The bulk of the computing in state-of-the-art neural networks comprises linear operations, e.g., matrix-vector multiplications and convolutions. Linear operations can also play an important role in cryptography. While dedicated processors such as GPUs and TPUs are available for performing highly parallel linear operations, these devices are power-hungry, and the low bandwidth of electronics still limits their operation speed. Optics is better suited for such operations because of its inherent parallelism and large bandwidth and computation speed.
Built from a set of spatially engineered thin surfaces, diffractive deep neural networks (D2NN), also known as diffractive networks, form a recently emerging optical computing architecture capable of performing computational tasks passively at the speed of light propagation through an ultra-thin volume. These task-specific all-optical computers are designed digitally through learning of the spatial features of their constituent diffractive surfaces. Following this one-time design process, the optimized surfaces are fabricated and assembled to form the physical hardware of the diffractive optical network.
In their recent publication in Advanced Photonics Nexus, a team of researchers led by Aydogan Ozcan, the Chancellor’s Professor and the Volgenau Chair for Engineering Innovation at UCLA, has introduced a method to perform complex-valued linear operations with diffractive networks under spatially incoherent illumination. It had been shown previously by the same group that diffractive networks with sufficient degrees of freedom can perform arbitrary complex-valued linear transformations with spatially coherent light with negligible error. In contrast, with spatially incoherent light, these networks can perform arbitrary linear transformations of input optical intensities if the matrix elements defining the transformation are real and non-negative. Given that spatially incoherent illumination sources are more prevalent and easier to access, there is a growing need for spatially incoherent diffractive processors to handle data beyond just non-negative values.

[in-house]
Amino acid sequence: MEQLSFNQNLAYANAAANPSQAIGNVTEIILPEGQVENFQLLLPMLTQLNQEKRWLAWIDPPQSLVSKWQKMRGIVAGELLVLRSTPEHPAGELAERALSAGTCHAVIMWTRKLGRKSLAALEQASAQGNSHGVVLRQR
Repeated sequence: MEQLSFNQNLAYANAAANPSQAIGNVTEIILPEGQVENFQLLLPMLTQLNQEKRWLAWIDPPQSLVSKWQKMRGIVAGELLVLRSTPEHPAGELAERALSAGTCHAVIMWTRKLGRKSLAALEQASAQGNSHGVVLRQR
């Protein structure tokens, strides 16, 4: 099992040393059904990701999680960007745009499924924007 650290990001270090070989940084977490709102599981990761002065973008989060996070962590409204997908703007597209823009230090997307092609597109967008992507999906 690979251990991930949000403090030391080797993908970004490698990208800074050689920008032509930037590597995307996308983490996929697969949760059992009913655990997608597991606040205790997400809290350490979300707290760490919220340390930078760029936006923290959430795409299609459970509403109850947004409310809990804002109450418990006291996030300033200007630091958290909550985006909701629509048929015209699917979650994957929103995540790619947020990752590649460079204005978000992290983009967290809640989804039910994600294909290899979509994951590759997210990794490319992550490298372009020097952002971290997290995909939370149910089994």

By incorporating preprocessing and postprocessing steps to represent complex numbers by a set of non-negative real numbers, UCLA researchers have extended the processing power of spatially incoherent diffractive networks to the domain of complex numbers. They demonstrated that such incoherent diffractive processors can be designed to perform an arbitrary complex-valued linear transformation with negligible error if there is a sufficient number of optimizable phase-only diffractive features within the design, which scales with the dimensions of the input and output complex vector spaces.
The researchers showcased the application of this novel scheme via encryption and decryption of complex-valued images using spatially incoherent diffractive networks. Apart from visual image encryption, such spatially incoherent diffractive processors could also be useful in other applications, e.g., in autonomous vehicles for ultra-fast and low-power processing of natural scenes.
See the article:
Xilin Yang, Md Sadman Sakib Rahman, Bijie Bai, Jingxi Li, and Aydogan Ozcan, “Complex-valued universal linear transformations and image encryption using spatially incoherent diffractive networks”, Advanced Photonics Nexus (2023) https://doi.org/10.1117/1.APN.3.1.016010